The St. Louis Cardinals are now averaging 5.6 runs per game. This is how April problems work, sometimes; through eight games they'd yet to reach five runs once, and since then they've averaged (incoming ridiculous number) 9.8 runs per game. 9.8!
Meanwhile, Albert Pujols is now hitting .241/.297/.466. That .763 OPS means we can officially stop talking about 2007 for a while, but for old-time's sake here's a list of Albert Pujols's numbers through 14 games during his career to date. Be sure to put your protective goggles on before you look at that 2006 line. (Next to his line for each year I've added his total batting runs for that season.)
- 2006: 1.543 (.362/.500/1.043)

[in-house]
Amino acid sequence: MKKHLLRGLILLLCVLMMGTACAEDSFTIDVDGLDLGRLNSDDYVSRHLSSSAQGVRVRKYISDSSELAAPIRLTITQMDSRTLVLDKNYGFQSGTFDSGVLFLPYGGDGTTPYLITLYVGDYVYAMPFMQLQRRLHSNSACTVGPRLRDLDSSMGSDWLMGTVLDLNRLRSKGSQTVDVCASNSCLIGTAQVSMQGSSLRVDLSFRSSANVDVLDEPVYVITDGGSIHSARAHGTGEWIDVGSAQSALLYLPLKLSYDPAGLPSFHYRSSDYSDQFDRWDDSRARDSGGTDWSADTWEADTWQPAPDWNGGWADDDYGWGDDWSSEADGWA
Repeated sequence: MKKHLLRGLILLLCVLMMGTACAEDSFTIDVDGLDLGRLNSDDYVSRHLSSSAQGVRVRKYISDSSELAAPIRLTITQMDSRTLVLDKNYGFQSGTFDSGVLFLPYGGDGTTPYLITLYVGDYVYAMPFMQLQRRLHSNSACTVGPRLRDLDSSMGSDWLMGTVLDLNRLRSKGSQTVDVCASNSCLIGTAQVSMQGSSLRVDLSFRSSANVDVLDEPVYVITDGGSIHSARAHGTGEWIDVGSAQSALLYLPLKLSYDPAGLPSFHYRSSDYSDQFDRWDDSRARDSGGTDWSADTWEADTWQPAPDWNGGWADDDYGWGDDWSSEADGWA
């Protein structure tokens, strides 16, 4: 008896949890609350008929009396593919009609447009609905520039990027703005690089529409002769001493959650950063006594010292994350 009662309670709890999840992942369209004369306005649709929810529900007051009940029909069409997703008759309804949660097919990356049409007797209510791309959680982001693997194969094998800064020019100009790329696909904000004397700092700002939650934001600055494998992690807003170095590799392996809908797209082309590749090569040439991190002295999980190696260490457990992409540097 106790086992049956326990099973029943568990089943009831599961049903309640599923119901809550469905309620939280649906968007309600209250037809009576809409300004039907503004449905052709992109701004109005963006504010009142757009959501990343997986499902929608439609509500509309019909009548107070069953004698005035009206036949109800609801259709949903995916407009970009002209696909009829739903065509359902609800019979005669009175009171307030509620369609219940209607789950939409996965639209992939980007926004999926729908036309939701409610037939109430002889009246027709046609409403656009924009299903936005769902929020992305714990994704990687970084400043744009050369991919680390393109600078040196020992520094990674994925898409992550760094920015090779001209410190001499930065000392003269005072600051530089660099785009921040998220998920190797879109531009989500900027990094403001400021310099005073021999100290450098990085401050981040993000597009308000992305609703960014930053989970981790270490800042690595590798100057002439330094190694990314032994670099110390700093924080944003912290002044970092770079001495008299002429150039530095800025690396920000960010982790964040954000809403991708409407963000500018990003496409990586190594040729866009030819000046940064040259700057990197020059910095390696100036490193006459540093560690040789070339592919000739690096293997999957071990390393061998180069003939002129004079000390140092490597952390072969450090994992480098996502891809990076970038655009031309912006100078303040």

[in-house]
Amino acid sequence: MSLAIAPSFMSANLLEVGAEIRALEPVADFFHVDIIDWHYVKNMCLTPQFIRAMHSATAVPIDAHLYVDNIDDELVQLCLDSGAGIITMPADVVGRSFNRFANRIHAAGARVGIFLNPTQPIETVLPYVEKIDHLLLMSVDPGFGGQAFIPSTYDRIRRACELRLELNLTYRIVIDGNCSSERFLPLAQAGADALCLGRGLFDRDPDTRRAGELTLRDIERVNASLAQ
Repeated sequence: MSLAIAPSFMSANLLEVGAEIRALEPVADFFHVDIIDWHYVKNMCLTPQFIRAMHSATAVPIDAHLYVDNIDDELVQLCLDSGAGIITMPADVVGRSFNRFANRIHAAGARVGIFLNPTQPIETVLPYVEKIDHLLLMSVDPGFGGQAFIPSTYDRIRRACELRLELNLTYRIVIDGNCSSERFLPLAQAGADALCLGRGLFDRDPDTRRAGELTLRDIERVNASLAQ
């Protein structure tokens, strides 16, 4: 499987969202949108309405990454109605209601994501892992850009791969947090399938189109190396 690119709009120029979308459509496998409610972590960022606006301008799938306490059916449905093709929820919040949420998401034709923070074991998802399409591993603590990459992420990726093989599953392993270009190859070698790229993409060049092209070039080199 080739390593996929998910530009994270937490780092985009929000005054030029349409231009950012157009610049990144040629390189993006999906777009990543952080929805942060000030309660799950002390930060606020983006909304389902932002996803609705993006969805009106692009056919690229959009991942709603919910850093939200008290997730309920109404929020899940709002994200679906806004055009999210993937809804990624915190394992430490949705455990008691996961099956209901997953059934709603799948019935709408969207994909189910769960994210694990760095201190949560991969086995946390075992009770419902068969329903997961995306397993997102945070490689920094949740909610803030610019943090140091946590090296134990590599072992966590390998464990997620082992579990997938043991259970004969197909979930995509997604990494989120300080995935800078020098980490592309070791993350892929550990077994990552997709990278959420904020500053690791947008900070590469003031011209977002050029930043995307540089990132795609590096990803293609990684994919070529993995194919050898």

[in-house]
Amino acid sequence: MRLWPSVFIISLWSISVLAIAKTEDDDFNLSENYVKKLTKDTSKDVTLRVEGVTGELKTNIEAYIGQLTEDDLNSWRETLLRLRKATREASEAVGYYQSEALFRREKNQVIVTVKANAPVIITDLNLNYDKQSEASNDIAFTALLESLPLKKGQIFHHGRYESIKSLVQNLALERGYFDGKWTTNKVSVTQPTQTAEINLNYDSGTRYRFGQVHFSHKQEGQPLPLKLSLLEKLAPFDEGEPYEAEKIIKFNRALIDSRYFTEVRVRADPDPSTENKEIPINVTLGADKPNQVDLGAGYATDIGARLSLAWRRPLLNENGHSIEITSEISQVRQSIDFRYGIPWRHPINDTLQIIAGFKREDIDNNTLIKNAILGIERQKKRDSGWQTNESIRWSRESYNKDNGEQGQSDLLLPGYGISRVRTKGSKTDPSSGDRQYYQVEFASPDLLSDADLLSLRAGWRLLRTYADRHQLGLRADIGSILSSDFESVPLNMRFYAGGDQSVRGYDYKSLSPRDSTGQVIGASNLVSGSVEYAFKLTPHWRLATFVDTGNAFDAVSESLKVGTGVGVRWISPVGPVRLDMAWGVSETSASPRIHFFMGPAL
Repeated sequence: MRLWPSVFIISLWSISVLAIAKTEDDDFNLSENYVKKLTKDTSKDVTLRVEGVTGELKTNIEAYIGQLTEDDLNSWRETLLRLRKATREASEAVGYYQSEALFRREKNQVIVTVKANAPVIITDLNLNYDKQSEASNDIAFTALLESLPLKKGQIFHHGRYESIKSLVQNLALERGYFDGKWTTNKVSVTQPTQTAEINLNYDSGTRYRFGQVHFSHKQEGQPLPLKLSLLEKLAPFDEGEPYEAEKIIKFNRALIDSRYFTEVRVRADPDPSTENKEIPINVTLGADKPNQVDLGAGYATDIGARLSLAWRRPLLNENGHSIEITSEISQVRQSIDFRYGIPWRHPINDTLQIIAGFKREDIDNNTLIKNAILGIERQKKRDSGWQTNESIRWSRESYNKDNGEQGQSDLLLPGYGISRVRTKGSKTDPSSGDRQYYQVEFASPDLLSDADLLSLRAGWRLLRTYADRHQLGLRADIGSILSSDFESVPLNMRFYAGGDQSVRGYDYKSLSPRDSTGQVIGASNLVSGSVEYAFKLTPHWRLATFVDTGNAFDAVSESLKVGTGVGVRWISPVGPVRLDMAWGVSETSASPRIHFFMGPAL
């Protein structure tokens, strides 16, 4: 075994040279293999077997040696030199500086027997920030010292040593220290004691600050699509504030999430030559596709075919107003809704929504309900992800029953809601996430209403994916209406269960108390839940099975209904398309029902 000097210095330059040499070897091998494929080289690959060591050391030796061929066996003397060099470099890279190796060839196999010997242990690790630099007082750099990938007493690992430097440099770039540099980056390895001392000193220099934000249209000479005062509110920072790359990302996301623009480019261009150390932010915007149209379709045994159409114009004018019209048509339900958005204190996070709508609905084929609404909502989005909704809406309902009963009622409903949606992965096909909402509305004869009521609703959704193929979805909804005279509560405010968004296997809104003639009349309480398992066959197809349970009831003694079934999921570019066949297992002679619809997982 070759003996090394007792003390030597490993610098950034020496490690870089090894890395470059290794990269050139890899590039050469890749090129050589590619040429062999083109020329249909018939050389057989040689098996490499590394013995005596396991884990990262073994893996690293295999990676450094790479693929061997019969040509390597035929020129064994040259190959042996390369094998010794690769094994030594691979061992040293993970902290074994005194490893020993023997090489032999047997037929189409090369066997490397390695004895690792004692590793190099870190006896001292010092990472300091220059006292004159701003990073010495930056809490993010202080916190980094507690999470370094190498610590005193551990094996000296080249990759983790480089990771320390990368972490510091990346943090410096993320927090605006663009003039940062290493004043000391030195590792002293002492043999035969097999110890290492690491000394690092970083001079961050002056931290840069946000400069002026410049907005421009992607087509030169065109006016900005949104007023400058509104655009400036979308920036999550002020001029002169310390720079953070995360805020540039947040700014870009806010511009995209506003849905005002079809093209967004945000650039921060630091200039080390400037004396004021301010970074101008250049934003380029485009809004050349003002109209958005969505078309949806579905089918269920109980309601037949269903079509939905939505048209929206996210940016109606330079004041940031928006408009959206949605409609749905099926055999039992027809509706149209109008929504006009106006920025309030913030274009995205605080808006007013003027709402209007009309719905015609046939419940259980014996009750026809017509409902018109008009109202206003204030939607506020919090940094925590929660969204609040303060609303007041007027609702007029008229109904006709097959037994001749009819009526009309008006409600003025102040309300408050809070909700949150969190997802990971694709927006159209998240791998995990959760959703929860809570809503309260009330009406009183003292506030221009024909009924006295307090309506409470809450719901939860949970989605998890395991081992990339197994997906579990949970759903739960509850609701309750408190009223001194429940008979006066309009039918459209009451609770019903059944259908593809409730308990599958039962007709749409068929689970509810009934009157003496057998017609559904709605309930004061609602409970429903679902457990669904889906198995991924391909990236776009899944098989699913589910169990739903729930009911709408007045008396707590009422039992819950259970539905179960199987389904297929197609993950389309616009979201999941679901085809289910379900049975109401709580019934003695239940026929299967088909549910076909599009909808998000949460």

- 2008: 1.184 (.378/.517/.667) 
- 2004: 1.160 (.302/.424/.736) 
- 2001: 1.144 (.400/.444/.700) 
- 2010: 1.121 (.321/.424/.696) 
- 2009: 1.039 (.294/.431/.608) 
- 2003: 1.031 (.362/.456/.574) 
- 2002: .989 (.315/.415/.574) 
- 2005: .934 (.298/.355/.579) 
- 2011: .763 (.241/.297/.466)
- 2007: .756 (.200/.302/.455) 
The main thing I got out of this exercise is that Pujols is not what you could call a slow starter, as a rule. It's hard to discern a season-long pattern from his usual starts, but in 2007 and now 2011 he's begun in a deep-enough hole that I don't think his relatively human start to 2005 can be used as a representative example.
If Thursday's home run still had a little residual slump-feel on it—it wasn't a classic Albert Pujols swing so much as an example of his absurd strength—the two he hit Friday were prototypical Pujols home runs, right down to the pitcher-infuriating stare before he started for first base. Now we can begin worrying about his contract, instead of his hitting!